If I could change anything about Birmingham, it would definitely be the city’s commitment to improving the school system. I received a very rich, full and diverse education in Birmingham City Schools (Northside Elementary, Scott Elementary, Daniel Payne Middle and Ramsay High). I know there are many reasons the schools are where they are, and no one thing can fix what’s wrong. However, I do believe that focusing on the things that are going right and supporting those things would help. There are so many wonderful teachers in Birmingham who are doing a truly amazing job despite the challenges, but they can’t do it by themselves. I believe as long as everyone is committed to the students, then changes will happen.
What is your proudest mom moment?
This is a tough one because I have so many. However, anytime I see my children’s tender, caring hearts displayed in their actions, I think that maybe me and their father have done something right. My children are especially sensitive toward those in need. They have a tender spot in their hearts for the homeless, children who may be hungry or abused, people being bullied and children with special needs. Despite how they are toward each other, they will put all of that aside to help someone else.
What is your proudest wife moment?
This is another tough one since we’ve been together 26 years—married 20 years this May. A recent proud wife moment was maybe four or five months ago when my husband was delivering a powerful Men’s Day message entitled “Boys To Men” at a local church. In that moment I realized he had grown so much as a minister that I saw him as Rev. Jesse Robinson, III, servant of God and not “Jesse” who forgets to empty his pockets before putting them in the hamper. I know he prays every day that God would help him grow in the word and in his ministry. That day I believe his prayers were answered.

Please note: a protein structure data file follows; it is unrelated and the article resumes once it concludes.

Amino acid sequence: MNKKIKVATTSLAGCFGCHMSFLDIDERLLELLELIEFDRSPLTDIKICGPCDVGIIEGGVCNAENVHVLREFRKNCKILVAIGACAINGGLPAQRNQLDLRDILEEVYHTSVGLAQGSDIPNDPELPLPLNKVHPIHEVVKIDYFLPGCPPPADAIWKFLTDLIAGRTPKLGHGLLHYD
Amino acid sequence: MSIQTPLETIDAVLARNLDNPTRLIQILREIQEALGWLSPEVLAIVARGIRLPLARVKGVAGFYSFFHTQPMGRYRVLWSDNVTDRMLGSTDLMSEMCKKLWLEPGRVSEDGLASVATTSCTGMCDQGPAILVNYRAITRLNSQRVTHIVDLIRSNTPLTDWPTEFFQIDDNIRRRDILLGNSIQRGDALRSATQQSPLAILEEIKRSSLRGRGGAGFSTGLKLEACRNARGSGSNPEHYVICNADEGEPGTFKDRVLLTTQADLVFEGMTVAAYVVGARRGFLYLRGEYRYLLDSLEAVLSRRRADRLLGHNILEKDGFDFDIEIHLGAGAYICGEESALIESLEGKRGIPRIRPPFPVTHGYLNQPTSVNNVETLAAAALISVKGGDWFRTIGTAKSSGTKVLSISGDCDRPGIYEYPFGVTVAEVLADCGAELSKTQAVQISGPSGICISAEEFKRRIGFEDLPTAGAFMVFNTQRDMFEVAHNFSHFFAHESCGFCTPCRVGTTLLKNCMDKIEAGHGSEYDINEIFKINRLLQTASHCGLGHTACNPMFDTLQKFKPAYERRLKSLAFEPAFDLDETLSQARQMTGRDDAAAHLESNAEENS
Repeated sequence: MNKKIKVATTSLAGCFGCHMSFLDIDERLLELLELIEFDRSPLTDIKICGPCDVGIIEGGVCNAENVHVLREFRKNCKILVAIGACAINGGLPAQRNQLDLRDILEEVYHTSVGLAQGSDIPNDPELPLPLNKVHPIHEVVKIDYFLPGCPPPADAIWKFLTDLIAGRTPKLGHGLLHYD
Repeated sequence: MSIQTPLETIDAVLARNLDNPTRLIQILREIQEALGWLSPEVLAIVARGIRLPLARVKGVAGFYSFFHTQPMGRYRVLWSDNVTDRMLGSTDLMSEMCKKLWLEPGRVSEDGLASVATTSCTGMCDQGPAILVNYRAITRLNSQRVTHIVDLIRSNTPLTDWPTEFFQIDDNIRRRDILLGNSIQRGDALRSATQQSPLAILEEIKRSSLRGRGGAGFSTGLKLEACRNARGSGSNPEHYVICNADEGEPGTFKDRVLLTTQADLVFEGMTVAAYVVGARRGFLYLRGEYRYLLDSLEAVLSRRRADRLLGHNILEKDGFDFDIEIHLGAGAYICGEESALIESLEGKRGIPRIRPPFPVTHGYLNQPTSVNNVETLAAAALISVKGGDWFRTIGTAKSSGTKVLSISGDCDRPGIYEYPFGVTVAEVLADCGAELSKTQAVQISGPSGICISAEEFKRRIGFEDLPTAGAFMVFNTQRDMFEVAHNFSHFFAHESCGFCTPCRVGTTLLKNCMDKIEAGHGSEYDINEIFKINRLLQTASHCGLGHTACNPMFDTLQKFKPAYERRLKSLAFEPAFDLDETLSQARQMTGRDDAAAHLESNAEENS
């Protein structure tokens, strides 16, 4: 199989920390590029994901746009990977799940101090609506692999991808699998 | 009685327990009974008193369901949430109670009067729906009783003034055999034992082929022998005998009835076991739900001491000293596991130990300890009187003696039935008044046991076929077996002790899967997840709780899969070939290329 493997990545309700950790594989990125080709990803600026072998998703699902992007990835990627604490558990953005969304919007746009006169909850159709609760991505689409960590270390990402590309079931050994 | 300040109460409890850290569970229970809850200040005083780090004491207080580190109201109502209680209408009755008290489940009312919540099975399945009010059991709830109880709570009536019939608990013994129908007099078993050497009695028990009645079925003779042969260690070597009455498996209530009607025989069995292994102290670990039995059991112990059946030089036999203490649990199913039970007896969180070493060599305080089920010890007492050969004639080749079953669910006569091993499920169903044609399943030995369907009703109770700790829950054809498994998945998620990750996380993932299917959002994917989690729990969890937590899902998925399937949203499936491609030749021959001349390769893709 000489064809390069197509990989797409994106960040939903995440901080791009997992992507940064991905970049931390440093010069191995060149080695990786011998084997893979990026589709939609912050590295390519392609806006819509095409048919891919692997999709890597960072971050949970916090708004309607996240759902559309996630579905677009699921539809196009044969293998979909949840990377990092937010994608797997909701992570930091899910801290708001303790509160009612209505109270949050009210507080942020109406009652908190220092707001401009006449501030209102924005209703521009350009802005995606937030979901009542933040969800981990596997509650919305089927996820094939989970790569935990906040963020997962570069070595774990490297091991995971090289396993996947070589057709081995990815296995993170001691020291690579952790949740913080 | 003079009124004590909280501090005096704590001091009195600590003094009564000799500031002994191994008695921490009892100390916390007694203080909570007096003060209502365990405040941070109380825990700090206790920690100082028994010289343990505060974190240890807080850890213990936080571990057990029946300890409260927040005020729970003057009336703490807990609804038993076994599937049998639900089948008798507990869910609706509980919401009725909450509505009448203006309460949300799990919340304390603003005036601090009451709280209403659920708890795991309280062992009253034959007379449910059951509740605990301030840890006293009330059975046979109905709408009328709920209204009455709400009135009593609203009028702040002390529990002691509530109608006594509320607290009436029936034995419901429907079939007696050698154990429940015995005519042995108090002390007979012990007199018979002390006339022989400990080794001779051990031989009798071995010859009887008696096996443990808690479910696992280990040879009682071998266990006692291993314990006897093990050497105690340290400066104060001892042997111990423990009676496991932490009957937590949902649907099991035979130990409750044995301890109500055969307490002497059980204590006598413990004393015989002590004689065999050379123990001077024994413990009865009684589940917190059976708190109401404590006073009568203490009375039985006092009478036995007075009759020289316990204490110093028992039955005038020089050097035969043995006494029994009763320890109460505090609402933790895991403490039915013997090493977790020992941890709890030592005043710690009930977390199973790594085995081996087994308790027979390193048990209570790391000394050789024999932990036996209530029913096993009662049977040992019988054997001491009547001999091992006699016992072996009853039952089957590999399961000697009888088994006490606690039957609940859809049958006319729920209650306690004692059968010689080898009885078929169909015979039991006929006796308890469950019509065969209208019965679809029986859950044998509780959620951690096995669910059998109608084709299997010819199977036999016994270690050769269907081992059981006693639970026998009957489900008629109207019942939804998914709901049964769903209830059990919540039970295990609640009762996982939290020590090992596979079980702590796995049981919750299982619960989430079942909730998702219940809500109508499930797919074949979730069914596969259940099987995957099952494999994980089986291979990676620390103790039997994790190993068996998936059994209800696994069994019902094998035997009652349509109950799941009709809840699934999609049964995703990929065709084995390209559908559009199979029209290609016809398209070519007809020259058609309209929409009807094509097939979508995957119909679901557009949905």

What advice do you have for women juggling a career with raising kids?
I would say to them to remember balance and boundaries. You can’t’ give everything to your husband and kids and nothing to yourself. You have to carve out time and space for you to recharge, reenergize and refill so that you have the energy you need for your family. We also need to protect that “me” time by saying no sometimes. I wish I could say that this is something I have mastered, but I’m not even close. I usually find I should have said no after I am all up in the project, activity, store, car, etc. I’m definitely a work in progress. When I was in grad school, I had a newborn that I was nursing and was working full time. It was one of the most ridiculously stressful times in my life that I would never wish on another human being. One day my supervisor sat me down and told me that something had to give. She introduced me to the idea that caring for myself and saying no actually made me a better mother and wife. Having her support meant the world to me. Now, I try to remind myself of a quote I found some time back that says you can’t pour from an empty cup and find ways to refill my cup.
What’s next for Anjanette Burkett Robinson?
I hope to continue my work as a counselor, helping families thrive and doing more doula work.